compressor) shall consist of either multi
compressors or single compressor with
step/variable unloaders.

8.3 Separate air distribution system


Zones which are expected to operate nonsimultaneously for more than 750 hours per year
shall be served by separate air distribution
systems.
For air conditioned space requiring exhaust air
volume in excess of 3400 m3/h, not less than 85 %
of non conditioned make up air should be
introduced directly into the space concerned
unless the exhausted conditioned air is utilised for
secondary cooling purposes.
Alternatively, heat recovery devices shall be
provided.

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8.4 Controls
Temperature control
Each system shall be provided with at least one
thermostat for the regulation of temperature.
Each thermostat shall be capable of being set by
adjustment or selection of sensors over a minimum
range of between 22 C to 27 C.
Multi-stage thermostat shall be provided for
equipment exceeding 35/65 kWr in conjunction with
8.2.4.

Humidity control
In a system requiring moisture removal to
maintain specific selected relative humidity in
spaces or zones, no new source of energy (such
as electric reheat) shall be used to produce a
space relative humidity below 55 % for comfort
cooling purposes.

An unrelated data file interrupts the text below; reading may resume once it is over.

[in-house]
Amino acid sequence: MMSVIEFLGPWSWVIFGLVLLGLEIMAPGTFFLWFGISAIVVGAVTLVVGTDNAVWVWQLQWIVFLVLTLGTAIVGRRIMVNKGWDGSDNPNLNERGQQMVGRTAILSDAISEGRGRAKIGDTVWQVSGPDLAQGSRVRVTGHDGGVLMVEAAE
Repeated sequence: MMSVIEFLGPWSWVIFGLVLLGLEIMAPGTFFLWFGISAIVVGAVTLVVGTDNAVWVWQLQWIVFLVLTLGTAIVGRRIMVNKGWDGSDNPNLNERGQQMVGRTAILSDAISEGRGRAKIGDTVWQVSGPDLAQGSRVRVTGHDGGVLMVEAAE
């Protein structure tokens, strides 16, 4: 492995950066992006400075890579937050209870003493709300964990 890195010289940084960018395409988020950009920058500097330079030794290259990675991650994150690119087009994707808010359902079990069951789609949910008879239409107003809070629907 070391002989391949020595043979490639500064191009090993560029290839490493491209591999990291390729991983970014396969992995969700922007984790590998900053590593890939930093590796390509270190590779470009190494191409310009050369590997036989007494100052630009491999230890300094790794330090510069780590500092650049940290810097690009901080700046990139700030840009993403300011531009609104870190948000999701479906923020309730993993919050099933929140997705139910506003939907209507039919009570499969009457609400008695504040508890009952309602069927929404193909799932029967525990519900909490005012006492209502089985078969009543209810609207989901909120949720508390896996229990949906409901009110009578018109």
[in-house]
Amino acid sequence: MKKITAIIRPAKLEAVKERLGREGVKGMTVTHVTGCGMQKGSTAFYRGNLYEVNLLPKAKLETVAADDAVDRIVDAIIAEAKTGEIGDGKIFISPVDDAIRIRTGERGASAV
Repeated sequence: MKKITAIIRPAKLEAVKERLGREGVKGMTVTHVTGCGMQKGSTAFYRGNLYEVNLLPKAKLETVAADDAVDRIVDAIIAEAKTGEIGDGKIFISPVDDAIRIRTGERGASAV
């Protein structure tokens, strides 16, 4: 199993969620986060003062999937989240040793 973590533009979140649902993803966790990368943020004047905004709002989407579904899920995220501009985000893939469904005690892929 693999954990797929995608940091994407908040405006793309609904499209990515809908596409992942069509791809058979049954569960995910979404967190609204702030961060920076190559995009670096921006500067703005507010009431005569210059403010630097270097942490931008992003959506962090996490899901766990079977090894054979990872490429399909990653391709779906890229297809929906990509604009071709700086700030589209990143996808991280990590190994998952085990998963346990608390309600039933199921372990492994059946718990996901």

8.4 Controls contd


Energy Recovery
It is recommended that consideration be given to
the use of recovery systems which will conserve
energy (provided the amount expended is less than
the amount recovered) when the energy transfer
potential and the operating hours are considered.
Recovered energy in excess of the new source of
energy expended in the recovery process may be
used for control of temperature and humidity.
Examples include the use of condenser water for
reheat, desuperheater heat reclaim, heat recovery
wheel, heat pipe or any other energy recovery
technology.

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8.4 Controls contd


Mechanical ventilation control
Each mechanical ventilation system (supply and/or
exhaust) shall be equipped with a readily accessible
switch or other means for shut-off or volume reduction
when ventilation is not required.
Examples of such devices would include timer switch
control, thermostat control, duty cycle programming
and CO/CO2 sensor control.

Fan System Efficiency


For fan system with air flowrate exceeding 17000
m3/h and operating for more than 750 hours a year,
the power required by the motor for the entire fan
system at design conditions should not exceed 0.45
W per m3/h of air flowrate.

8.8 Balancing
The system design shall provide means for
balancing the air and water system such as
but not limited to dampers, temperature and
pressure test connections and balancing
valves.

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8.10 ACMV system equipment contd


Table 19. Unitary air conditioners, electrically
driven:
Equipment

Size

Sub-category

Min. COP

Air cooled
with
condenser

<19kWr

Split system single


package

2.7 COP
2.7 COP

19kWr
<35kWr

Split system single


package

2.6 COP

35kWr

Split system single


package

2.5 COP

Water and
<19kWr
evaporatively
19kWr
cooled
<35kWr

Split system single


package

3.0 COP

Split system single


package

3.5 COP

35kWr

Split system single


package

3.6 COP

Shop Office

Budget Hotel

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VRS
Restaurant

Table 21: Water chilling packages, electrically driven:


Equipment

Size

Min COP or IPLV

Air-cooled
With
condenser

<105kWr (30RT)

2.6 COP(1.36kWe/RT) or 2.8 IPLV

105kWr <530kWr

2.7 COP(1.3kWe/RT) or 2.8 IPLV